Making a Timely Financial Donation Decision

Now that farmers understand the process, Oberle expects them to make decisions to donate, some before Jan. 1 and others in the coming months when it makes the most sense for their personal business ledgers.

"Having Coach Osborne here today was big for us and for the success of Cornhusker Cooperative," he said. "When you see who's involved in this program and how it can benefit the cause, we'll have all the commitment, persistence and passion we need.

"Cornhusker Cooperative is a great way for our farmers to share their success and to help our walk-ons in the big picture," Oberle said. "Nothing means more to farmers in Nebraska than knowing that walk-ons will always have an opportunity to show what they can do. Farmers and walk-ons really do kind of mirror each other because both know that you can only measure success one day at a time."

No wonder "Taking Care of Business" was one of Oberle's favorite songs when he and his band would play 150 dates a year and win various local, state and regional music awards.

"Maybe 'Taking Care of Business' should be the theme song for Cornhusker Cooperative," Oberle said.

Maybe, just maybe, it should be the theme song for Nebraska's walk-ons, too.

(from Swannie)...doesn't have anything to do with Nebraska but its still punny!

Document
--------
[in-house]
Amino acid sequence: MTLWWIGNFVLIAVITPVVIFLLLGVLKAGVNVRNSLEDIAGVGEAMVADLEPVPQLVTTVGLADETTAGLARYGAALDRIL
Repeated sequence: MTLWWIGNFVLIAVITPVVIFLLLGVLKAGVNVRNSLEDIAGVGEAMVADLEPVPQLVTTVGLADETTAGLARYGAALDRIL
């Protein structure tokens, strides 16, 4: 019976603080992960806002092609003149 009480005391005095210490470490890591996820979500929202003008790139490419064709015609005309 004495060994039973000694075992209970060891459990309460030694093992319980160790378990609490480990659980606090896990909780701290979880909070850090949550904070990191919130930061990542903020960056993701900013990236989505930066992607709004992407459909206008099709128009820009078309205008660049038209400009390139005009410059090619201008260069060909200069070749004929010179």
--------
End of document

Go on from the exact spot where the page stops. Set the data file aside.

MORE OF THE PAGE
Did you ever wonder why there are no dead penguins on the ice in Antarctica - where do they go ?

Wonder no more ! ! !

It is a known fact that the penguin is a very ritualistic bird which lives an extremely ordered and complex life. The penguin is very committed to its family and will mate for life, as well as maintaining a form of compassionate contact with its offspring throughout its life.

If a penguin is found dead on the ice surface, other members of the family and social circle have been known to dig holes in the ice, using their vestigial wings and beaks, until the hole is deep enough for the dead bird to be rolled into and buried.

The male penguins then gather in a circle around the fresh grave and sing:

"Freeze a jolly good fellow"

"Freeze a jolly good fellow."

Then they kick him in the ice hole.